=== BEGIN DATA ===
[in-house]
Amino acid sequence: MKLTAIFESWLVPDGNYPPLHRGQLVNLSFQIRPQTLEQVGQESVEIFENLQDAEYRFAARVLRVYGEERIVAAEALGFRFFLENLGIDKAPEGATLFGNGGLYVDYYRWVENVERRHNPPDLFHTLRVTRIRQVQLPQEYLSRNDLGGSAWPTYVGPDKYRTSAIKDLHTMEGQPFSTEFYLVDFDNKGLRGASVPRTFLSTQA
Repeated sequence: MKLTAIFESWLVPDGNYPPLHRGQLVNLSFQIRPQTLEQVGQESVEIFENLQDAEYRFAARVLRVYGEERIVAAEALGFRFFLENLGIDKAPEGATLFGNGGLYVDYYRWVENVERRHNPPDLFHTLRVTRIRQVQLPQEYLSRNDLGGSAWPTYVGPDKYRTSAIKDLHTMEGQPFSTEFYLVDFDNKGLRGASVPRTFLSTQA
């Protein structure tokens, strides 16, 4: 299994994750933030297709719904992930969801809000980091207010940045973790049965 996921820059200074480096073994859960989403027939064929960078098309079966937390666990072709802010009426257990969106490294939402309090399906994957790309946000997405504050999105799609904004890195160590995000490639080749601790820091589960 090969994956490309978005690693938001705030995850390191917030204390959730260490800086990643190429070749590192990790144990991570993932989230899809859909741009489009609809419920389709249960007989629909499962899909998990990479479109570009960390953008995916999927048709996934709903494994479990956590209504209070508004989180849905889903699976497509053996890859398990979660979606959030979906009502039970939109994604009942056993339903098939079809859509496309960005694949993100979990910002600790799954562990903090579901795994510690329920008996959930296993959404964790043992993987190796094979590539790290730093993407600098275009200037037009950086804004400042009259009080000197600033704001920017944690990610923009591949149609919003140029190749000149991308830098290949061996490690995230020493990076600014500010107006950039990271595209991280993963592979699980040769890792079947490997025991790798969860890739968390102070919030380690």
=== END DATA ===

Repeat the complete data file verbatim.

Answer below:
[in-house]
Amino acid sequence: MKLTAIFESWLVPDGNYPPLHRGQLVNLSFQIRPQTLEQVGQESVEIFENLQDAEYRFAARVLRVYGEERIVAAEALGFRFFLENLGIDKAPEGATLFGNGGLYVDYYRWVENVERRHNPPDLFHTLRVTRIRQVQLPQEYLSRNDLGGSAWPTYVGPDKYRTSAIKDLHTMEGQPFSTEFYLVDFDNKGLRGASVPRTFLSTQA
Repeated sequence: MKLTAIFESWLVPDGNYPPLHRGQLVNLSFQIRPQTLEQVGQESVEIFENLQDAEYRFAARVLRVYGEERIVAAEALGFRFFLENLGIDKAPEGATLFGNGGLYVDYYRWVENVERRHNPPDLFHTLRVTRIRQVQLPQEYLSRNDLGGSAWPTYVGPDKYRTSAIKDLHTMEGQPFSTEFYLVDFDNKGLRGASVPRTFLSTQA
């Protein structure tokens, strides 16, 4: 299994994750933030297709719904992930969801809000980091207010940045973790049965 996921820059200074480096073994859960989403027939064929960078098309079966937390666990072709802010009426257990969106490294939402309090399906994957790309946000997405504050999105799609904004890195160590995000490639080749601790820091589960 090969994956490309978005690693938001705030995850390191917030204390959730260490800086990643190429070749590192990790144990991570993932989230899809859909741009489009609809419920389709249960007989629909499962899909998990990479479109570009960390953008995916999927048709996934709903494994479990956590209504209070508004989180849905889903699976497509053996890859398990979660979606959030979906009502039970939109994604009942056993339903098939079809859509496309960005694949993100979990910002600790799954562990903090579901795994510690329920008996959930296993959404964790043992993987190796094979590539790290730093993407600098275009200037037009950086804004400042009259009080000197600033704001920017944690990610923009591949149609919003140029190749000149991308830098290949061996490690995230020493990076600014500010107006950039990271595209991280993963592979699980040769890792079947490997025991790798969860890739968390102070919030380690």